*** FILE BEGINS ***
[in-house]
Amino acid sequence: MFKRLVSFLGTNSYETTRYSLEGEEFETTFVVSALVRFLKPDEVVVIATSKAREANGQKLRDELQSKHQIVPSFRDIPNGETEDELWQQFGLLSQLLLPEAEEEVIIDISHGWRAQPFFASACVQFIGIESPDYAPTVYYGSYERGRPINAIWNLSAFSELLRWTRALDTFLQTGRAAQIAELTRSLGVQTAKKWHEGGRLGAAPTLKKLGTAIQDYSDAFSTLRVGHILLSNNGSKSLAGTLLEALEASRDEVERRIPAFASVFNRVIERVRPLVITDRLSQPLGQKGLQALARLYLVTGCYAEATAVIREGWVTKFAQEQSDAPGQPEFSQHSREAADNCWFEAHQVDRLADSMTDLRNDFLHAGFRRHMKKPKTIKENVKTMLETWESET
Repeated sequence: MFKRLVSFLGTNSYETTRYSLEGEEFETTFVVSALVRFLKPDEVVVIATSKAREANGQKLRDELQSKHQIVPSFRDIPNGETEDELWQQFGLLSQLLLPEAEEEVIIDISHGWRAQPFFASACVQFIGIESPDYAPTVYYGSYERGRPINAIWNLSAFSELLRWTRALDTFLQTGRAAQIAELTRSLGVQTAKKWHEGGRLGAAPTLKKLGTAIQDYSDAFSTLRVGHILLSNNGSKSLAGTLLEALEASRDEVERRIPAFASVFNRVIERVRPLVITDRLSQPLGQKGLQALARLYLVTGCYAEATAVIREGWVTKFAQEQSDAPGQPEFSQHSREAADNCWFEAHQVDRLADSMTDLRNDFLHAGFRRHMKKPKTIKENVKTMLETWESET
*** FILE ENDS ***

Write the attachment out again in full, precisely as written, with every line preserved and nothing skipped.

[in-house]
Amino acid sequence: MFKRLVSFLGTNSYETTRYSLEGEEFETTFVVSALVRFLKPDEVVVIATSKAREANGQKLRDELQSKHQIVPSFRDIPNGETEDELWQQFGLLSQLLLPEAEEEVIIDISHGWRAQPFFASACVQFIGIESPDYAPTVYYGSYERGRPINAIWNLSAFSELLRWTRALDTFLQTGRAAQIAELTRSLGVQTAKKWHEGGRLGAAPTLKKLGTAIQDYSDAFSTLRVGHILLSNNGSKSLAGTLLEALEASRDEVERRIPAFASVFNRVIERVRPLVITDRLSQPLGQKGLQALARLYLVTGCYAEATAVIREGWVTKFAQEQSDAPGQPEFSQHSREAADNCWFEAHQVDRLADSMTDLRNDFLHAGFRRHMKKPKTIKENVKTMLETWESET
Repeated sequence: MFKRLVSFLGTNSYETTRYSLEGEEFETTFVVSALVRFLKPDEVVVIATSKAREANGQKLRDELQSKHQIVPSFRDIPNGETEDELWQQFGLLSQLLLPEAEEEVIIDISHGWRAQPFFASACVQFIGIESPDYAPTVYYGSYERGRPINAIWNLSAFSELLRWTRALDTFLQTGRAAQIAELTRSLGVQTAKKWHEGGRLGAAPTLKKLGTAIQDYSDAFSTLRVGHILLSNNGSKSLAGTLLEALEASRDEVERRIPAFASVFNRVIERVRPLVITDRLSQPLGQKGLQALARLYLVTGCYAEATAVIREGWVTKFAQEQSDAPGQPEFSQHSREAADNCWFEAHQVDRLADSMTDLRNDFLHAGFRRHMKKPKTIKENVKTMLETWESET